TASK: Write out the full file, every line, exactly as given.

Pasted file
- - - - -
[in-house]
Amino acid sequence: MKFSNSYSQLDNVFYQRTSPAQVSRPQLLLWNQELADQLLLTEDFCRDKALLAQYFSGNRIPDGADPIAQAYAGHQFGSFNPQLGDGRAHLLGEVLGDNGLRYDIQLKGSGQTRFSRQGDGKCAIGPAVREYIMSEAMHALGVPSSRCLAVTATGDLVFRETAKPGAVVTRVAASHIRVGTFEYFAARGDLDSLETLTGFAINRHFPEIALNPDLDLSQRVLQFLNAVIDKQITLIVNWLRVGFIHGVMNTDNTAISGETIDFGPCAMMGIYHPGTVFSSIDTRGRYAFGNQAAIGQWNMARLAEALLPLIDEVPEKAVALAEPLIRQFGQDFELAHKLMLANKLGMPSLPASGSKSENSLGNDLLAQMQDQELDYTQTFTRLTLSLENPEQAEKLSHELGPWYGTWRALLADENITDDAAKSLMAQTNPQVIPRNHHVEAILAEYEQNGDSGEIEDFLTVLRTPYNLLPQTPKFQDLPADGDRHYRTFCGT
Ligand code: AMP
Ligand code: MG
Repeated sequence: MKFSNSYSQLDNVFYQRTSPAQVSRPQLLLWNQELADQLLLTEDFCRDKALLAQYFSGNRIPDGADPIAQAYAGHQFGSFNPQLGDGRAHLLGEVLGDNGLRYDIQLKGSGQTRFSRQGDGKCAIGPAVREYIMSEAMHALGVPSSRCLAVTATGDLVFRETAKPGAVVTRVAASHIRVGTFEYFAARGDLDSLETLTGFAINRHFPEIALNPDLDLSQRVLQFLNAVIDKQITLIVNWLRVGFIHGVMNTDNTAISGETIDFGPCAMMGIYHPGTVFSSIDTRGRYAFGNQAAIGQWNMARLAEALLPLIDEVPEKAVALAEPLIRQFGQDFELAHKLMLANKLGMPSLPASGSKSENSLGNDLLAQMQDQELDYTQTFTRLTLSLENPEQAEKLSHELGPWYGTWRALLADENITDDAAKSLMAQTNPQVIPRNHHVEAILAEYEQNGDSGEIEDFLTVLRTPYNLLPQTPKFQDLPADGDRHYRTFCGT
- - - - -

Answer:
[in-house]
Amino acid sequence: MKFSNSYSQLDNVFYQRTSPAQVSRPQLLLWNQELADQLLLTEDFCRDKALLAQYFSGNRIPDGADPIAQAYAGHQFGSFNPQLGDGRAHLLGEVLGDNGLRYDIQLKGSGQTRFSRQGDGKCAIGPAVREYIMSEAMHALGVPSSRCLAVTATGDLVFRETAKPGAVVTRVAASHIRVGTFEYFAARGDLDSLETLTGFAINRHFPEIALNPDLDLSQRVLQFLNAVIDKQITLIVNWLRVGFIHGVMNTDNTAISGETIDFGPCAMMGIYHPGTVFSSIDTRGRYAFGNQAAIGQWNMARLAEALLPLIDEVPEKAVALAEPLIRQFGQDFELAHKLMLANKLGMPSLPASGSKSENSLGNDLLAQMQDQELDYTQTFTRLTLSLENPEQAEKLSHELGPWYGTWRALLADENITDDAAKSLMAQTNPQVIPRNHHVEAILAEYEQNGDSGEIEDFLTVLRTPYNLLPQTPKFQDLPADGDRHYRTFCGT
Ligand code: AMP
Ligand code: MG
Repeated sequence: MKFSNSYSQLDNVFYQRTSPAQVSRPQLLLWNQELADQLLLTEDFCRDKALLAQYFSGNRIPDGADPIAQAYAGHQFGSFNPQLGDGRAHLLGEVLGDNGLRYDIQLKGSGQTRFSRQGDGKCAIGPAVREYIMSEAMHALGVPSSRCLAVTATGDLVFRETAKPGAVVTRVAASHIRVGTFEYFAARGDLDSLETLTGFAINRHFPEIALNPDLDLSQRVLQFLNAVIDKQITLIVNWLRVGFIHGVMNTDNTAISGETIDFGPCAMMGIYHPGTVFSSIDTRGRYAFGNQAAIGQWNMARLAEALLPLIDEVPEKAVALAEPLIRQFGQDFELAHKLMLANKLGMPSLPASGSKSENSLGNDLLAQMQDQELDYTQTFTRLTLSLENPEQAEKLSHELGPWYGTWRALLADENITDDAAKSLMAQTNPQVIPRNHHVEAILAEYEQNGDSGEIEDFLTVLRTPYNLLPQTPKFQDLPADGDRHYRTFCGT